The resolution passed the House of Representatives on March 1, 2017 and adopted by the Senate under the Congressional Review Act, nullifies the rule. The resolution will now head to President Donald Trump to sign, who has indicated he will sign the resolution
ISRI members will have some additional time to comply with
the new beryllium rule.
OSHA has decided to delay the effective date of its
beryllium rule from March 21, 2017 to May 20, 2017.
The additional 60 days is in line with a White House memo,
“Regulatory Freeze Pending Review,” issued Jan. 20, 2017. The memo directs
federal agencies to review any new or pending regulations and temporarily
postpone their effective dates.
The delay will allow OSHA to further review and consider the
OSHA published the final beryllium rule on Jan. 9, 2017.
Employers have one year from the effective date to implement
most of the standard’s provisions. Some exceptions: Change room and shower
requirements begin two years after the effective date; engineering control
requirements begin three years after the effective date.
The rule reduces the eight-hour permissible exposure limit
from the previous 2.0 micrograms per
cubic meter (µg/m³) to 0.2 µg/m³. The rule also establishes a
short-term exposure limit of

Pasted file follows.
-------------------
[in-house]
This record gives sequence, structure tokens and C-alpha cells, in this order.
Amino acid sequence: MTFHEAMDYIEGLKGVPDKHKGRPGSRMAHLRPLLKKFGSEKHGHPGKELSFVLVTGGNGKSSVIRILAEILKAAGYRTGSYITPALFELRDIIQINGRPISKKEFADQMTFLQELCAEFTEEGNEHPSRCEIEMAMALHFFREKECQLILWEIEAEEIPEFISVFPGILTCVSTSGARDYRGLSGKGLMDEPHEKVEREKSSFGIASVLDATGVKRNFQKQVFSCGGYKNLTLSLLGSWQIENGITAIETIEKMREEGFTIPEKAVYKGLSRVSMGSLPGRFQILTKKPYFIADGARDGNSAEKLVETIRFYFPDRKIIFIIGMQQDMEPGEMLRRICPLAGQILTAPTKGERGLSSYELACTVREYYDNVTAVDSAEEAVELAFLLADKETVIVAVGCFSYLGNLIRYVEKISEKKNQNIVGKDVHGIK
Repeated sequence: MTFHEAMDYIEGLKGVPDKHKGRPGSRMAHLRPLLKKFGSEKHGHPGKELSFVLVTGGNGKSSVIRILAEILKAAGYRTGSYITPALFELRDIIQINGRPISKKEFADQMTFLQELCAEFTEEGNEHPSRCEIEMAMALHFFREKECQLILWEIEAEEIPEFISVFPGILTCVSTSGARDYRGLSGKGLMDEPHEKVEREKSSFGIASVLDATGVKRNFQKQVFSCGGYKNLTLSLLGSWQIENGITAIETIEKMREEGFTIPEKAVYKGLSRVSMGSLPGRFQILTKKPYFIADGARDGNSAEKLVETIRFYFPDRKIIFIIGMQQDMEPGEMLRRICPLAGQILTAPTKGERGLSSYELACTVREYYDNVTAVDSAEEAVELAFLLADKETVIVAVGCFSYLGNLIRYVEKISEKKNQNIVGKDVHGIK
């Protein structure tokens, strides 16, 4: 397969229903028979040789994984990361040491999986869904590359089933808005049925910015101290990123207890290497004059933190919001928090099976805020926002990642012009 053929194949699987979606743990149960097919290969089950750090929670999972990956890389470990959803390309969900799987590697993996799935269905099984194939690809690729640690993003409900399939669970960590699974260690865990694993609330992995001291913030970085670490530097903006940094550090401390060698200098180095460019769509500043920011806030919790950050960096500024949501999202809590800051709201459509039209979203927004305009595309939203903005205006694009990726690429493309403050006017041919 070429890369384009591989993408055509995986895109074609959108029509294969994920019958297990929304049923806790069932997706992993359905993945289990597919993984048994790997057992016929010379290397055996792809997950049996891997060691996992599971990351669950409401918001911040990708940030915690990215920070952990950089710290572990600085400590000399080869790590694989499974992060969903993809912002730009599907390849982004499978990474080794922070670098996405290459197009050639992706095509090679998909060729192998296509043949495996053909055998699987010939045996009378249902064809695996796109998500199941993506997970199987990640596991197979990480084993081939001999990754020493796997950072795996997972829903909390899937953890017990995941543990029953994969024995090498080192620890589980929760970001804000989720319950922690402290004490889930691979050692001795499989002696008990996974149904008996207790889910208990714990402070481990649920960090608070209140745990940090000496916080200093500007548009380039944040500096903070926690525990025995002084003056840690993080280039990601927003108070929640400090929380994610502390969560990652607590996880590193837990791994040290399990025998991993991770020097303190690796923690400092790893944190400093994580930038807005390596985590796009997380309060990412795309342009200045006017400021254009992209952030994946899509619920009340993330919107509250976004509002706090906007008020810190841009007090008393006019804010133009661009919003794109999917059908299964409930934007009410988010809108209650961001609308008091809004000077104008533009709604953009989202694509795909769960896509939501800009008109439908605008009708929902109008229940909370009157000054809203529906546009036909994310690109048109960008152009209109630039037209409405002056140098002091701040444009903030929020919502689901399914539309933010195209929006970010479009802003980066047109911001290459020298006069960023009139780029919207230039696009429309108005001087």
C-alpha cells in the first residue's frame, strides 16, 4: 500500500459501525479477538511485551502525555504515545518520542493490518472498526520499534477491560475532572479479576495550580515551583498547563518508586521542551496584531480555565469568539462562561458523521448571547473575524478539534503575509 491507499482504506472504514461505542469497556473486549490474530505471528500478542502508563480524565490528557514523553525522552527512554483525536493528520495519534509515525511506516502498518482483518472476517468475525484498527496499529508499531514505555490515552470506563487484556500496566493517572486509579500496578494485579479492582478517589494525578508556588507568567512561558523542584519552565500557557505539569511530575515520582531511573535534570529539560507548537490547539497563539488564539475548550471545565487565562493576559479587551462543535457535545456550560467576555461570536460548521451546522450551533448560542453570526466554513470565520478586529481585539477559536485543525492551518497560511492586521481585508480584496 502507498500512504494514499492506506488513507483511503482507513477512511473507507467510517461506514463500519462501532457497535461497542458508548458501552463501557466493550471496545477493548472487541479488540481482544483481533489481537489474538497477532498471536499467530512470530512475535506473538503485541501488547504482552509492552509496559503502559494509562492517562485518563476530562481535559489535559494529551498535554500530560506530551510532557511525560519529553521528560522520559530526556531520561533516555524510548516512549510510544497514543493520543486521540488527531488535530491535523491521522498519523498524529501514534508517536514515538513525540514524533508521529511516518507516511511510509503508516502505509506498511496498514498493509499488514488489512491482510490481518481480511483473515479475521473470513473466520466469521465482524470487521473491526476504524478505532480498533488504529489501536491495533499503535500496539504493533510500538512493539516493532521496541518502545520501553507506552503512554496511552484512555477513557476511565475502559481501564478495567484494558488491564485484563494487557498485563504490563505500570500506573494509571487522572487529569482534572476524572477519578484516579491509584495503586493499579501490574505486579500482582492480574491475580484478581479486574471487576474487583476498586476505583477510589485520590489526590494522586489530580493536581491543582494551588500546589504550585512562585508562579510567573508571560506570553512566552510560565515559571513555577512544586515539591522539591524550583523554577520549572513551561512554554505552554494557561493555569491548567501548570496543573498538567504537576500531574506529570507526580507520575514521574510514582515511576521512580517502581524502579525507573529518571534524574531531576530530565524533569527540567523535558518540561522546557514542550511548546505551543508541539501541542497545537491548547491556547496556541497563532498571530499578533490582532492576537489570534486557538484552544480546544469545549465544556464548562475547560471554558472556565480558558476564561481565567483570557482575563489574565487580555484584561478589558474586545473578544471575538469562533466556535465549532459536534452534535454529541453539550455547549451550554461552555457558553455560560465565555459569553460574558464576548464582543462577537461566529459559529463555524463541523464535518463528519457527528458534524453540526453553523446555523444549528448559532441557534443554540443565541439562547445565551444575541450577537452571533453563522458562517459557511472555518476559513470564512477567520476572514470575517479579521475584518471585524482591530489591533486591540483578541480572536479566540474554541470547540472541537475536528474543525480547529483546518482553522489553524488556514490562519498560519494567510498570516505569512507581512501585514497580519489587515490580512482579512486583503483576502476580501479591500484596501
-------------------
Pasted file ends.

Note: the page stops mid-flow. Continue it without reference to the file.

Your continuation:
2.0 µg/m³ over a 15-minute sampling period. The previous exposure limit
for beryllium was established 40 years ago.
The new rule also faces a court challenge. Materion Corp., the U.S.’s largest producer
of beryllium, has filed a petition in federal court seeking review of the new
standard. Two other companies have filed similar petitions.
Record Act and OSHA
The Congressional Review Act gives Congress the ability to
overturn agency rules adopted in the previous 60 legislative days, meaning the
legislature can review past administration regulations submitted to Congress as
far back as mid-June 2016 when factoring in Congressional recesses. OSHA rules
that fall within the review window include the beryllium rule, which the Trump
administration has already proposed delaying till May 20, 2017, and the slips,
trips and falls rule.
However, that window does not stretch back far enough to
include more controversial regulations such as OSHA’s silica and the electronic
record-keeping rules although both regulations are facing legal challenges that
could impact their future.
ISRI Safety Staff will continue to monitor OSHA regulatory
activities and provide information to the membership as it becomes available.